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Deutsche Bank Securities Fined $6.5 Million for Serious Deficiencies in Lending Program

FINRA fined Deutsche Bank Securities, Inc. $6.5 million for what it deems are "serious financial and operation deficiencies" first identified in 2009 and associated with Deutsche's enhanced lending program.

FINRA Case #2010023559301

According to the findings, the operational deficiencies existed from 2009 to 2012 and affected mostly hedge fund customers of the "Enhanced Lending Business" operation. These deficiencies included a lack of required transparency in firm books and records and inaccurate Customer Reserve calculations.

FINRA found Deutsche Bank violated Section 17(a) of the Securities Exchange Act of 1934 by books and records maintenance failures, including the results of a March 2009 FOCUS report which found a $9.4 billion liability payable to the Deutsche Bank AG London affiliate for "non-customer securities accounts," and which itself was an aggregation of multiple Deutsche Bank AG London accounts, including Enhanced Lending as well as non-securities related balances rolled into one balance on the FOCUS report.

Because the balances were condensed down to one line item, Deutsche Bank's records lacked sufficient transparency so that neither FINRA nor the firm itself were able to readily determine which sub accounts originated out of which activities (e.g., proprietary trading vs. Enhanced Lending).

As a result of the inability to obtain immediate and readily understood account information, FINRA believes a critical aspect of its ability to oversee broker-dealers and protect customer assets was potentially affected.

Furthermore, FINRA found that Deutsche Bank incorrectly classified some Enhanced Lending stock loans as inter company payables and receivables instead of as securities lending transactions, amounting to what would be a $31 billion reclassification by April 2010 that resulted in a 102% collateral of stock loan principal value and a house margin call that Deutsche Bank originally reported at $2.7 billion but later advised that figure was incorrect and upped the call to $3.1 billion instead.

Investigators found that Deutsche Bank also inaccurately computed its Customer Reserve Formula by including a debt to which it was not entitled, resulting in hindsight deficiencies ranging from $700 million to $1.6 billion during the period between March 5 and March 26, 2010.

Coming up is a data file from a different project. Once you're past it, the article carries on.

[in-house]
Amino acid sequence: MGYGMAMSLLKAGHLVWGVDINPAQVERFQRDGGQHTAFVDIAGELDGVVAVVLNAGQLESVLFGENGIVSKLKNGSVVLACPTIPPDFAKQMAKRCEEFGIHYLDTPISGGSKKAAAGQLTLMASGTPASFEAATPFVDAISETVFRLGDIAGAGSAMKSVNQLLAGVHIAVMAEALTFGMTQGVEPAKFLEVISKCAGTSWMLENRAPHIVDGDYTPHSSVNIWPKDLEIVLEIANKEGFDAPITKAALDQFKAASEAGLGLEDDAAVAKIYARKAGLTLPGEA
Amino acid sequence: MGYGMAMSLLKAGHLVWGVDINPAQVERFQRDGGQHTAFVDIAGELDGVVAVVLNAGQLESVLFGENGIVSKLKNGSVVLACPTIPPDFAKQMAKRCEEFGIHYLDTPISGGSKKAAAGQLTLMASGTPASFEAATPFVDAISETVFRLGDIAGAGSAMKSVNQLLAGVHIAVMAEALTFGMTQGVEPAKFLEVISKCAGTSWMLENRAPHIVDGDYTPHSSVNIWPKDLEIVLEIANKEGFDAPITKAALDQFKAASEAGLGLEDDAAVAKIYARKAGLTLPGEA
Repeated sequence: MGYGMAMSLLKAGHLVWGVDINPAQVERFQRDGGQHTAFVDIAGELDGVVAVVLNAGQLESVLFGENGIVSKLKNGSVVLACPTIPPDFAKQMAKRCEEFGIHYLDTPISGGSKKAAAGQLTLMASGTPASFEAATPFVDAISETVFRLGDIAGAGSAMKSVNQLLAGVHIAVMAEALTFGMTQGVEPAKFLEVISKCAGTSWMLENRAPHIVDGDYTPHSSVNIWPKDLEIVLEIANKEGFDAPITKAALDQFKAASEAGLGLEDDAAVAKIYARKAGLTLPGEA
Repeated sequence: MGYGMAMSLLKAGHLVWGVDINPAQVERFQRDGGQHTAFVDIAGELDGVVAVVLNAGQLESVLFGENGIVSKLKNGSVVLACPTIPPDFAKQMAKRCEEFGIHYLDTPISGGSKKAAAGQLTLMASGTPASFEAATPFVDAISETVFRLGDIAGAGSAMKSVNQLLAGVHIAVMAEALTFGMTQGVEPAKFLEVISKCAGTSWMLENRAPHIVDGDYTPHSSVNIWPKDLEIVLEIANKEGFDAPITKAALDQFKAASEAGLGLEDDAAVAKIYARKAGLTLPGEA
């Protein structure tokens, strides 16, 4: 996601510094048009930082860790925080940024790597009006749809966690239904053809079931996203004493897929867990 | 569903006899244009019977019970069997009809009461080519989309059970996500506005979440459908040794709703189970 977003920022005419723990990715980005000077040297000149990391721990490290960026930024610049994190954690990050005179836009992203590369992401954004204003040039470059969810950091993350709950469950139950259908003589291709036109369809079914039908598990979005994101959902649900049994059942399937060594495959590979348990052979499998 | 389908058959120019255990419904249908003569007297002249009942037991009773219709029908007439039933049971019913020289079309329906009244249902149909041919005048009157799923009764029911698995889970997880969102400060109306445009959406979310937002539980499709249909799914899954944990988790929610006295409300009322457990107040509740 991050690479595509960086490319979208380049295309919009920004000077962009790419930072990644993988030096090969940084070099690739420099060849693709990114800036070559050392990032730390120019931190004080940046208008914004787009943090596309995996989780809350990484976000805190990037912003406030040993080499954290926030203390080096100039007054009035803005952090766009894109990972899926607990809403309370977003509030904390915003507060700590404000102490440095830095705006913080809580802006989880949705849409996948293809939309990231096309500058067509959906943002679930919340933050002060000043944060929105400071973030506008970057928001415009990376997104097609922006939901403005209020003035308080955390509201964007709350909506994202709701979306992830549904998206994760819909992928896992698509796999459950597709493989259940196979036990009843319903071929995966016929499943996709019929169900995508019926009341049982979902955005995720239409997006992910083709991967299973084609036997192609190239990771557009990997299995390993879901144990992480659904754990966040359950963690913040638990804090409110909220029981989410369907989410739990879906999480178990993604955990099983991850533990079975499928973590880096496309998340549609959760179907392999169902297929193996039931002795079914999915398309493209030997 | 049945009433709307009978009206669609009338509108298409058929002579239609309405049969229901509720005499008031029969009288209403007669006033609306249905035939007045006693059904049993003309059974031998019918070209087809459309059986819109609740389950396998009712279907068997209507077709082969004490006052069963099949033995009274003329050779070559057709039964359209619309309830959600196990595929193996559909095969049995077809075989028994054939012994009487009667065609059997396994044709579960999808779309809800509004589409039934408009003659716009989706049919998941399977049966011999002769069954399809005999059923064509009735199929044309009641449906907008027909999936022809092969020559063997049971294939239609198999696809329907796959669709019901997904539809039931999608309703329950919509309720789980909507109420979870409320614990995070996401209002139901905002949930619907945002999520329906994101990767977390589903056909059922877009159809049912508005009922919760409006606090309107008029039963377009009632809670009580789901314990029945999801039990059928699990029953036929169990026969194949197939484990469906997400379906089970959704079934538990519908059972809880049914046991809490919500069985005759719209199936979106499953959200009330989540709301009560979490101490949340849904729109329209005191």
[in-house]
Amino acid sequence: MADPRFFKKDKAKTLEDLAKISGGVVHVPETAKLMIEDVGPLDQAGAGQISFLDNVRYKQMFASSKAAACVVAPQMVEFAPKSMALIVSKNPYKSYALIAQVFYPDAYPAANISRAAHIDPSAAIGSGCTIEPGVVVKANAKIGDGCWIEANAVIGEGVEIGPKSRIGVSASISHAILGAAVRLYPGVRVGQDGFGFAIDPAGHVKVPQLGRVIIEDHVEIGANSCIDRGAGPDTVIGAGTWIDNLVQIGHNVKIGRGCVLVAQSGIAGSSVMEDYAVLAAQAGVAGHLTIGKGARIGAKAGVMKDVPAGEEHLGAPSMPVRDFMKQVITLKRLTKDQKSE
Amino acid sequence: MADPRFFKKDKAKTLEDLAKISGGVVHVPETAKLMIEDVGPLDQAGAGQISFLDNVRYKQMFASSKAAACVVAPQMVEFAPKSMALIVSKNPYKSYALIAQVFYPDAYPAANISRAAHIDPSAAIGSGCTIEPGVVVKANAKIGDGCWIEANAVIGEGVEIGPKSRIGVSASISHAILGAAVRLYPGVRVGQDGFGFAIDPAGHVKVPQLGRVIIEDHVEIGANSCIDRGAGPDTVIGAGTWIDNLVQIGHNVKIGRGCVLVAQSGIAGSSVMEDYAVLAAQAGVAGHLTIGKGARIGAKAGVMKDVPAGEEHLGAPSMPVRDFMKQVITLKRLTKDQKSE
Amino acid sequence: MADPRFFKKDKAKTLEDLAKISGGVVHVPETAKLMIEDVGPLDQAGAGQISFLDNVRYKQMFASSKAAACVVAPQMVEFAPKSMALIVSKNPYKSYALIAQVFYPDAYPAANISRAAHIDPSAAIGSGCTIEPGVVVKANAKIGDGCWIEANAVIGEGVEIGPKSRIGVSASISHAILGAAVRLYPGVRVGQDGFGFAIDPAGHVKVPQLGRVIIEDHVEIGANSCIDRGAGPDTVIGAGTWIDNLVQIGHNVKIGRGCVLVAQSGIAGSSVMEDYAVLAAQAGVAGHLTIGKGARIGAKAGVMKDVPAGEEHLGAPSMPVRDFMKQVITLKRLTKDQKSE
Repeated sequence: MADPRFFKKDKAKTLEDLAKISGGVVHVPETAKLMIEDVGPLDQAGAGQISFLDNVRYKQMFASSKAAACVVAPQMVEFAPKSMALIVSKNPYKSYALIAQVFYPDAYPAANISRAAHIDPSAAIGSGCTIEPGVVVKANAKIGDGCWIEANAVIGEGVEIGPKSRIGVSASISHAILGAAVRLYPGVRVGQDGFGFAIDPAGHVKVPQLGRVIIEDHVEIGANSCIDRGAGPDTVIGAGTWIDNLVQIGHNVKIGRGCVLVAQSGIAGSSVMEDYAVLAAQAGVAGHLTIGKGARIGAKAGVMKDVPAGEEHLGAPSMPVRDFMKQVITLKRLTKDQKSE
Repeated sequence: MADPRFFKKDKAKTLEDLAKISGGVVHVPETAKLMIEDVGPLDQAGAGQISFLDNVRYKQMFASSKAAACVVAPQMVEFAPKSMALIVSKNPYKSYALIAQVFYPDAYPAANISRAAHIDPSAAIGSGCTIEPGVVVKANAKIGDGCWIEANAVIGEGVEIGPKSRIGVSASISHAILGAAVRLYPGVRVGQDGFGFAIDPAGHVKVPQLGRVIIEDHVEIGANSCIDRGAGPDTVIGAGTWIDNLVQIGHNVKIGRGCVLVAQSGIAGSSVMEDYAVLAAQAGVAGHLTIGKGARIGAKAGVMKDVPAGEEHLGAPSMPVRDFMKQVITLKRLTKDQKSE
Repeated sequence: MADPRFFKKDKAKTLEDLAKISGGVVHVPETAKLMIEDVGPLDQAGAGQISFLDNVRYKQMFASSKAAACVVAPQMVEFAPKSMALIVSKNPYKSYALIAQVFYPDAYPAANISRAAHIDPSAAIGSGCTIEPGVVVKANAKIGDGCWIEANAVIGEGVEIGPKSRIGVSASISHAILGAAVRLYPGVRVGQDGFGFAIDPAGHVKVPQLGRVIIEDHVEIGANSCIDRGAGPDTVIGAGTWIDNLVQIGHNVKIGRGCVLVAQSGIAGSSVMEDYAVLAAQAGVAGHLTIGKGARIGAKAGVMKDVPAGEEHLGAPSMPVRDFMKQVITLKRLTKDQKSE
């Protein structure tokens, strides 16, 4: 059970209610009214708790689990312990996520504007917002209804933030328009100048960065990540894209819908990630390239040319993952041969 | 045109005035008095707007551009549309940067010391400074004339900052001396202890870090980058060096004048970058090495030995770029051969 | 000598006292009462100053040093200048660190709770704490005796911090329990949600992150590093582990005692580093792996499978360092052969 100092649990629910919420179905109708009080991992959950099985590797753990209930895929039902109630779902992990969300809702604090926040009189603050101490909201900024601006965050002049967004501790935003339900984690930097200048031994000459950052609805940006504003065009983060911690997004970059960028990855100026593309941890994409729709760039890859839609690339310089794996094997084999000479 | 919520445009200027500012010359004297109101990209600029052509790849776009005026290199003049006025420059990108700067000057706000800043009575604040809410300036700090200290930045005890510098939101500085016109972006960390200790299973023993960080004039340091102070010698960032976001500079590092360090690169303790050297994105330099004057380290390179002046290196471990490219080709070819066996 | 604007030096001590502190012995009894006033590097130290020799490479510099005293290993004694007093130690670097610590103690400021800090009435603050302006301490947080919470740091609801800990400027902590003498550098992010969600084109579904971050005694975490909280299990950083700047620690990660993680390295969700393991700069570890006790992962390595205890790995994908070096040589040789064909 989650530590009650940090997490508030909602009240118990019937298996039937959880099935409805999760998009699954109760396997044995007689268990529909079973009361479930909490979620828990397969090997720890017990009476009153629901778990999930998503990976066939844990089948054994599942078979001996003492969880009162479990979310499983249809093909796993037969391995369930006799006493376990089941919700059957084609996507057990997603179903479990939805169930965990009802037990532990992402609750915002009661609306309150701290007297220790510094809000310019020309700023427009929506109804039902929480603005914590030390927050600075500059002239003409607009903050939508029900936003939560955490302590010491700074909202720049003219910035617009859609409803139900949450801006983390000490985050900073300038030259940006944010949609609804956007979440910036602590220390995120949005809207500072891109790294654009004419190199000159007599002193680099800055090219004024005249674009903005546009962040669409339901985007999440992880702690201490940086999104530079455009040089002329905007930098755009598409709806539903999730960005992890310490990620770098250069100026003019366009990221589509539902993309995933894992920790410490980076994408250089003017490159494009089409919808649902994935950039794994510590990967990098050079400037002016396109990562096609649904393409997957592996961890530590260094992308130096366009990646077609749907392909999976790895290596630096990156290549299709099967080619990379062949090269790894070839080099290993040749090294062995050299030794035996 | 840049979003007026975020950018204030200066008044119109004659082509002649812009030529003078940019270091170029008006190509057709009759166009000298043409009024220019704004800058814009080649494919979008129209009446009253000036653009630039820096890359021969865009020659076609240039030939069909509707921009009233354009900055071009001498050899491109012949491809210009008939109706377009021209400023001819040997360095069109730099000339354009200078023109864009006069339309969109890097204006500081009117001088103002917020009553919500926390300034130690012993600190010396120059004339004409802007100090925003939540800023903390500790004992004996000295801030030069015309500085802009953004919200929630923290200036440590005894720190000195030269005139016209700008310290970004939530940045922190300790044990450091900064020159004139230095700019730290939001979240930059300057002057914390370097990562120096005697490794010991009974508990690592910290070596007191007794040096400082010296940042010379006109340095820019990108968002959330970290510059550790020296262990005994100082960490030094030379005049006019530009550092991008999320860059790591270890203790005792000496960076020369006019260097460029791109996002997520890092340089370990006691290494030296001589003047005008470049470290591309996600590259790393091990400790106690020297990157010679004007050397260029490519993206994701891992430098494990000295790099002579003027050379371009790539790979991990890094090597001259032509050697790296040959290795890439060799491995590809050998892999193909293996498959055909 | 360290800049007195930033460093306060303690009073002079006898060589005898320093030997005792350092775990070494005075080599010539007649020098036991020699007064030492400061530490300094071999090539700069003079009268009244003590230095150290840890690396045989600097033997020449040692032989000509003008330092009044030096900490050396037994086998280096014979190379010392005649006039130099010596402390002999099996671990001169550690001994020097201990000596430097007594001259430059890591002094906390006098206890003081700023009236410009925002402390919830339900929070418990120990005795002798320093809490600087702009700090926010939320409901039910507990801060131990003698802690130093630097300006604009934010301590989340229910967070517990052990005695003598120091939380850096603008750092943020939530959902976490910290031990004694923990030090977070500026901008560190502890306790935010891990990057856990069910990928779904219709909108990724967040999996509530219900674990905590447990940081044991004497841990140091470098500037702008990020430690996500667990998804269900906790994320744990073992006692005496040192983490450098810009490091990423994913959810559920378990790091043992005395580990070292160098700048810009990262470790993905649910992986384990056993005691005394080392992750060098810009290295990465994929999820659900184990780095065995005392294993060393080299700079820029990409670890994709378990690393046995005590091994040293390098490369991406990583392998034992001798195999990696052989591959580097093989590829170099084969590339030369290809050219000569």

FINRA believes that at the root, at least partially, Deutsche Bank's failure to establish, maintain and enforce a supervisory system including written supervisory procedures ("WSPs") contributed to the aforementioned deficiencies and violations.

Prior to the present case, FINRA fined Deutsche Bank $275,000 in April 2013 for failing to establish and enforce adequate WSPs regarding dividend related yield enhancement on total return swap transactions of US equities. In July 2010, the firm was fined $7.5 million for negligent underreporting of mortgage loan delinquency rates related to subprime residential mortgage backed securities transactions and in February 2010, Deutsche Bank was fined $575,000 for short sale violations, including a failure to establish, maintain and enforce a supervisory system.

If you have invested with Deutsche Bank or with any firm whose failure to establish, maintain or enforce an adequate supervisory system or whose financial and operational deficiencies has proven harmful to your investments or interests, please call The Law Offices of Jonathan W. Evans & Associates at (800) 699-1881 for an investigation and consultation.

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The Law Offices of Jonathan W. Evans & Associates - California Securities Fraud Attorney
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Phone: (800) 699-1881 | Local Phone: (818) 760-9880.
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